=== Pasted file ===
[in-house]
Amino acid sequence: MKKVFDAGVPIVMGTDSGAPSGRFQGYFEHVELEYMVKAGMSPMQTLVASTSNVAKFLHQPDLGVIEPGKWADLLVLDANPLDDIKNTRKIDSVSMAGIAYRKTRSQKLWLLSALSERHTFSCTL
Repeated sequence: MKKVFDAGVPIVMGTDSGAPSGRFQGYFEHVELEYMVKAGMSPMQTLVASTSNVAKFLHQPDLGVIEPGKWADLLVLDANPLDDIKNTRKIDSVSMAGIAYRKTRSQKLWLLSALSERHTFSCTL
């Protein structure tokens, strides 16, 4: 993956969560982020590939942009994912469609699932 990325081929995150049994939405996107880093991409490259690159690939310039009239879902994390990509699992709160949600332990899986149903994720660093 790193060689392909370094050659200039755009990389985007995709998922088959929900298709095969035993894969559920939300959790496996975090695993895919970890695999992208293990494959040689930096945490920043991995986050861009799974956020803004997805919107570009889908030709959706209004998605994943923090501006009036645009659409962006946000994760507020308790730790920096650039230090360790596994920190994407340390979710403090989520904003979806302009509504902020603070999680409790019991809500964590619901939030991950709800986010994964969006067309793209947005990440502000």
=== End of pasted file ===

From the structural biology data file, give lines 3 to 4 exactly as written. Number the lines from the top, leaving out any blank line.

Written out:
Repeated sequence: MKKVFDAGVPIVMGTDSGAPSGRFQGYFEHVELEYMVKAGMSPMQTLVASTSNVAKFLHQPDLGVIEPGKWADLLVLDANPLDDIKNTRKIDSVSMAGIAYRKTRSQKLWLLSALSERHTFSCTL
């Protein structure tokens, strides 16, 4: 993956969560982020590939942009994912469609699932 990325081929995150049994939405996107880093991409490259690159690939310039009239879902994390990509699992709160949600332990899986149903994720660093 790193060689392909370094050659200039755009990389985007995709998922088959929900298709095969035993894969559920939300959790496996975090695993895919970890695999992208293990494959040689930096945490920043991995986050861009799974956020803004997805919107570009889908030709959706209004998605994943923090501006009036645009659409962006946000994760507020308790730790920096650039230090360790596994920190994407340390979710403090989520904003979806302009509504902020603070999680409790019991809500964590619901939030991950709800986010994964969006067309793209947005990440502000």